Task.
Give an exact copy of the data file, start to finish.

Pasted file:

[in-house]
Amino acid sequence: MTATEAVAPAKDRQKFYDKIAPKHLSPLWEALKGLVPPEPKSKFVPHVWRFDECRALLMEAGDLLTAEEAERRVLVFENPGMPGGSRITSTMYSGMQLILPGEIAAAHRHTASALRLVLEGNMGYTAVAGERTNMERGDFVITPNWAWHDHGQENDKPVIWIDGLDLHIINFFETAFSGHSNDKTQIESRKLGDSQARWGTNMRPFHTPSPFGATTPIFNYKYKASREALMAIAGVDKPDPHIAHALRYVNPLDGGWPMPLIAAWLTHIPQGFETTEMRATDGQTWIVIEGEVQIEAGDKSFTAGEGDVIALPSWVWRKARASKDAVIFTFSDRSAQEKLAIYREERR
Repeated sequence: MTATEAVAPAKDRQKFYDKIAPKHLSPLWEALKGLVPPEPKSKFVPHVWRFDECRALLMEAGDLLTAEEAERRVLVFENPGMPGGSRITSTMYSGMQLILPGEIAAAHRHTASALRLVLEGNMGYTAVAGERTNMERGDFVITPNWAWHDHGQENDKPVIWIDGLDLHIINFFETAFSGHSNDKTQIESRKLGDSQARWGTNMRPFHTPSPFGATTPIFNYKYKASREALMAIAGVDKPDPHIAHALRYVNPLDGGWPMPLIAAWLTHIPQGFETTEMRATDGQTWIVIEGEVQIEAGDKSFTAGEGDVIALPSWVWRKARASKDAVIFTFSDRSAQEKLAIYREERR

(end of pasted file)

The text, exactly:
[in-house]
Amino acid sequence: MTATEAVAPAKDRQKFYDKIAPKHLSPLWEALKGLVPPEPKSKFVPHVWRFDECRALLMEAGDLLTAEEAERRVLVFENPGMPGGSRITSTMYSGMQLILPGEIAAAHRHTASALRLVLEGNMGYTAVAGERTNMERGDFVITPNWAWHDHGQENDKPVIWIDGLDLHIINFFETAFSGHSNDKTQIESRKLGDSQARWGTNMRPFHTPSPFGATTPIFNYKYKASREALMAIAGVDKPDPHIAHALRYVNPLDGGWPMPLIAAWLTHIPQGFETTEMRATDGQTWIVIEGEVQIEAGDKSFTAGEGDVIALPSWVWRKARASKDAVIFTFSDRSAQEKLAIYREERR
Repeated sequence: MTATEAVAPAKDRQKFYDKIAPKHLSPLWEALKGLVPPEPKSKFVPHVWRFDECRALLMEAGDLLTAEEAERRVLVFENPGMPGGSRITSTMYSGMQLILPGEIAAAHRHTASALRLVLEGNMGYTAVAGERTNMERGDFVITPNWAWHDHGQENDKPVIWIDGLDLHIINFFETAFSGHSNDKTQIESRKLGDSQARWGTNMRPFHTPSPFGATTPIFNYKYKASREALMAIAGVDKPDPHIAHALRYVNPLDGGWPMPLIAAWLTHIPQGFETTEMRATDGQTWIVIEGEVQIEAGDKSFTAGEGDVIALPSWVWRKARASKDAVIFTFSDRSAQEKLAIYREERR